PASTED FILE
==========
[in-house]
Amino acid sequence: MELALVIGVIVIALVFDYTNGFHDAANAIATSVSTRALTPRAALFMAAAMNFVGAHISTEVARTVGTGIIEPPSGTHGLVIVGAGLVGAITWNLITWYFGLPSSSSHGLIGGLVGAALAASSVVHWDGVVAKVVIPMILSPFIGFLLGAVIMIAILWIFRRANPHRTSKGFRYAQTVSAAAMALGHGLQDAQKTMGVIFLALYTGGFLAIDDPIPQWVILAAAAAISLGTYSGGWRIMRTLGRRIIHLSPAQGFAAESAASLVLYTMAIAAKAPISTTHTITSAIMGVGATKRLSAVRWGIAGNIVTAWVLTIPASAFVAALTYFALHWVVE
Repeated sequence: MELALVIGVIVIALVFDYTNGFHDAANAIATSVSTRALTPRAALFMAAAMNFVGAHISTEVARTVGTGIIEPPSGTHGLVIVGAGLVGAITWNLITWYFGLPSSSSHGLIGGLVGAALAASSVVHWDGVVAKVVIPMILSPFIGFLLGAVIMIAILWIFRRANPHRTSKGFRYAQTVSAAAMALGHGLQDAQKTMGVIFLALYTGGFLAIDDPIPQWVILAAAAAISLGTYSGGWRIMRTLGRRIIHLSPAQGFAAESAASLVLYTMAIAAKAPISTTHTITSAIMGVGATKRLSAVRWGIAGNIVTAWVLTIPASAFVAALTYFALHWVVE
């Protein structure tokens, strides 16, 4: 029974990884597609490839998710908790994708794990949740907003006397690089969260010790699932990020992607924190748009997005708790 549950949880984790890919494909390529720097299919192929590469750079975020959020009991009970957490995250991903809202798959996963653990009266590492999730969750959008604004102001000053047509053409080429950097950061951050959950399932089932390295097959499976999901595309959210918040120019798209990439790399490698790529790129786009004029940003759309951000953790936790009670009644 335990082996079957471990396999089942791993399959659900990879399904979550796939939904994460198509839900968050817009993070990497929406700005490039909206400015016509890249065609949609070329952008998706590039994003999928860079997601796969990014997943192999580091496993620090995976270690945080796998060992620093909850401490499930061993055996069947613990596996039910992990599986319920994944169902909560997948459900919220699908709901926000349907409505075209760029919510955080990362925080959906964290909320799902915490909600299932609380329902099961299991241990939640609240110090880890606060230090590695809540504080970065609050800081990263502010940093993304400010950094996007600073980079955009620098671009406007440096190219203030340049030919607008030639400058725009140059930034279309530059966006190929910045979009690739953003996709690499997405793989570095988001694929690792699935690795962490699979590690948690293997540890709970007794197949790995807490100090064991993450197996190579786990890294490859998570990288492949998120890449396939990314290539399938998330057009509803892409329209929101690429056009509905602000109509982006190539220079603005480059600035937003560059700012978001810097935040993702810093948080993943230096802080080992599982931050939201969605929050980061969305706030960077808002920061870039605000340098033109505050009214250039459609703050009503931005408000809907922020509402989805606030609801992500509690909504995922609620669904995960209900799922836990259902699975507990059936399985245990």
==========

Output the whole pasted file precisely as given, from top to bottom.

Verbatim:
[in-house]
Amino acid sequence: MELALVIGVIVIALVFDYTNGFHDAANAIATSVSTRALTPRAALFMAAAMNFVGAHISTEVARTVGTGIIEPPSGTHGLVIVGAGLVGAITWNLITWYFGLPSSSSHGLIGGLVGAALAASSVVHWDGVVAKVVIPMILSPFIGFLLGAVIMIAILWIFRRANPHRTSKGFRYAQTVSAAAMALGHGLQDAQKTMGVIFLALYTGGFLAIDDPIPQWVILAAAAAISLGTYSGGWRIMRTLGRRIIHLSPAQGFAAESAASLVLYTMAIAAKAPISTTHTITSAIMGVGATKRLSAVRWGIAGNIVTAWVLTIPASAFVAALTYFALHWVVE
Repeated sequence: MELALVIGVIVIALVFDYTNGFHDAANAIATSVSTRALTPRAALFMAAAMNFVGAHISTEVARTVGTGIIEPPSGTHGLVIVGAGLVGAITWNLITWYFGLPSSSSHGLIGGLVGAALAASSVVHWDGVVAKVVIPMILSPFIGFLLGAVIMIAILWIFRRANPHRTSKGFRYAQTVSAAAMALGHGLQDAQKTMGVIFLALYTGGFLAIDDPIPQWVILAAAAAISLGTYSGGWRIMRTLGRRIIHLSPAQGFAAESAASLVLYTMAIAAKAPISTTHTITSAIMGVGATKRLSAVRWGIAGNIVTAWVLTIPASAFVAALTYFALHWVVE
């Protein structure tokens, strides 16, 4: 029974990884597609490839998710908790994708794990949740907003006397690089969260010790699932990020992607924190748009997005708790 549950949880984790890919494909390529720097299919192929590469750079975020959020009991009970957490995250991903809202798959996963653990009266590492999730969750959008604004102001000053047509053409080429950097950061951050959950399932089932390295097959499976999901595309959210918040120019798209990439790399490698790529790129786009004029940003759309951000953790936790009670009644 335990082996079957471990396999089942791993399959659900990879399904979550796939939904994460198509839900968050817009993070990497929406700005490039909206400015016509890249065609949609070329952008998706590039994003999928860079997601796969990014997943192999580091496993620090995976270690945080796998060992620093909850401490499930061993055996069947613990596996039910992990599986319920994944169902909560997948459900919220699908709901926000349907409505075209760029919510955080990362925080959906964290909320799902915490909600299932609380329902099961299991241990939640609240110090880890606060230090590695809540504080970065609050800081990263502010940093993304400010950094996007600073980079955009620098671009406007440096190219203030340049030919607008030639400058725009140059930034279309530059966006190929910045979009690739953003996709690499997405793989570095988001694929690792699935690795962490699979590690948690293997540890709970007794197949790995807490100090064991993450197996190579786990890294490859998570990288492949998120890449396939990314290539399938998330057009509803892409329209929101690429056009509905602000109509982006190539220079603005480059600035937003560059700012978001810097935040993702810093948080993943230096802080080992599982931050939201969605929050980061969305706030960077808002920061870039605000340098033109505050009214250039459609703050009503931005408000809907922020509402989805606030609801992500509690909504995922609620669904995960209900799922836990259902699975507990059936399985245990």